"There is information that they are from a wing of the terror organisation," Yildirim said, referring to the PKK.
On Friday night, Turkish commandos on coastguard vessels tracked the "sea bus" in the Sea of Marmara before it ran low on fuel and had to anchor a couple of kilometres off the coast around 50 km (30 miles) west of Istanbul.
The ferry had been on a short run between the towns of Izmit and Karamursel. It had 18 passengers on board, including five women, and six crew, though it had capacity for up to 400 people.
Friends and relatives had waited overnight for news at the two ports, while fuel tankers had headed for the area where the vessel was anchored, according to media reports.
Transport Minister Binali Yildirim had told reporters in the capital Ankara that the hijacker had not made any concrete demands and had only sought fuel, food and drink.
Shortly before 5:00 a.m. (0300 GMT) a flurry of activity was evident on the ferry's main deck. Hazy television pictures showed figures moving in the aisle between rows of empty seats. A few people were apparently wearing life jackets.
Security forces had been prepared for the possibility that the hijackers may want to take the vessel to Imrali island in the Sea of Marmara, where PKK leader Abdullah Ocalan has been jailed since 1999.
Before a national election in June this year, Ocalan warned of a "big war" unless the state entered serious negotiations with him, and following a series of militant attacks Turkey launched mulitiple air strikes on PKK bases in northern Iraq, while police detained scores of suspected militants.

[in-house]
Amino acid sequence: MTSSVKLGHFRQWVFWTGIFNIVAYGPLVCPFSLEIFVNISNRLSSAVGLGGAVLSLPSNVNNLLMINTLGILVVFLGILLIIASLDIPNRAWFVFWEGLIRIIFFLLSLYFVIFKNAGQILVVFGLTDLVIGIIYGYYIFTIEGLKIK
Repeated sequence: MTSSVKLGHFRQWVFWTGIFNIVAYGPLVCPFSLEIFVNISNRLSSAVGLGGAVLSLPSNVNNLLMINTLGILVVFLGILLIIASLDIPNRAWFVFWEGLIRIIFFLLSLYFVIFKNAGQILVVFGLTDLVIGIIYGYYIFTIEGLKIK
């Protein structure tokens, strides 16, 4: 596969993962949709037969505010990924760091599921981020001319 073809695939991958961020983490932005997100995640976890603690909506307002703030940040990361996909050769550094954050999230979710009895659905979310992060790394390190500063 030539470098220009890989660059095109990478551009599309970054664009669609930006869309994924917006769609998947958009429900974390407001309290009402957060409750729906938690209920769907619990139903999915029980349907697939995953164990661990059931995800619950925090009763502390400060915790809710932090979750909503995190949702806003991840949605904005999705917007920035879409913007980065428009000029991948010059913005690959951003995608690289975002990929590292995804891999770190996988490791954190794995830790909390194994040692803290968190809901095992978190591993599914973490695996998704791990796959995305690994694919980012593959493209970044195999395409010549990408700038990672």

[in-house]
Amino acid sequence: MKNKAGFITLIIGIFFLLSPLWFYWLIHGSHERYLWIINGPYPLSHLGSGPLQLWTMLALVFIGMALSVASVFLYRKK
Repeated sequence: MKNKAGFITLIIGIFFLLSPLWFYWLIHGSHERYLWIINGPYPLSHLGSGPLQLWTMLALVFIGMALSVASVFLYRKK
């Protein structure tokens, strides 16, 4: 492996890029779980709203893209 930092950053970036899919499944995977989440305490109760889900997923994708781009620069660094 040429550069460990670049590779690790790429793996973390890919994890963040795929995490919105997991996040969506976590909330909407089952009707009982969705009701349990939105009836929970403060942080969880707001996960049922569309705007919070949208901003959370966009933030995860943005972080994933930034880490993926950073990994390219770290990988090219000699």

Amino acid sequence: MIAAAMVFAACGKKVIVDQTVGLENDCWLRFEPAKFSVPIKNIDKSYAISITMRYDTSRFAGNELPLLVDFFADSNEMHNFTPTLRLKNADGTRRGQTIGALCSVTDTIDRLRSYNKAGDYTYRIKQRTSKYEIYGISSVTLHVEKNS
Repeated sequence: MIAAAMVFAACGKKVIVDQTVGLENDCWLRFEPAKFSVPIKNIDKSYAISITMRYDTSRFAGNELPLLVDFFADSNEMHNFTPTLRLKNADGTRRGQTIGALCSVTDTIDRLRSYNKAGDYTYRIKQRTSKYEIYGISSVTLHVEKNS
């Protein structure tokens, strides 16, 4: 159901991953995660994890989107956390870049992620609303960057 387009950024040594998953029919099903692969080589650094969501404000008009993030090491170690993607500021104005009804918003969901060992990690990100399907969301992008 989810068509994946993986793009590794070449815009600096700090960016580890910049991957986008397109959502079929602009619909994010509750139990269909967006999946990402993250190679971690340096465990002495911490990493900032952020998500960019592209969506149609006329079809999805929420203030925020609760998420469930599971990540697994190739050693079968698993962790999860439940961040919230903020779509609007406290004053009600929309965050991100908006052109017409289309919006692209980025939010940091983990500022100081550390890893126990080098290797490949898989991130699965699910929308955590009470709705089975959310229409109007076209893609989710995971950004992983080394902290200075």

A hijacking would represent a change in tactics for the PKK which frequently carries out attacks on security forces in the mainly Kurdish southeast.
The PKK, and other terrosrist groups have carried out air hijackings in the past, but they have been rare in recent years.
PKK terrorists staged a series of attacks on Turkish armed forces this year and killed 24 soldiers in an attack in Hakkari, bordering Iraq, last month.
That attack triggered cross-border operations by the Turkish military against the terrorists. Several thousand PKK terrorists are based in the mountains of northern Iraq, from where they launch attacks on security forces in southeast Turkey.
Hijackings at sea are rare, but not unprecedented. In January 1996, pro-Chechen gunmen hijacked a Black Sea ferry in Turkey with 200 passengers on board and threatened to blow it up in protest at a Russian attack on Chechen separatists. Those hijackers surrendered three days later.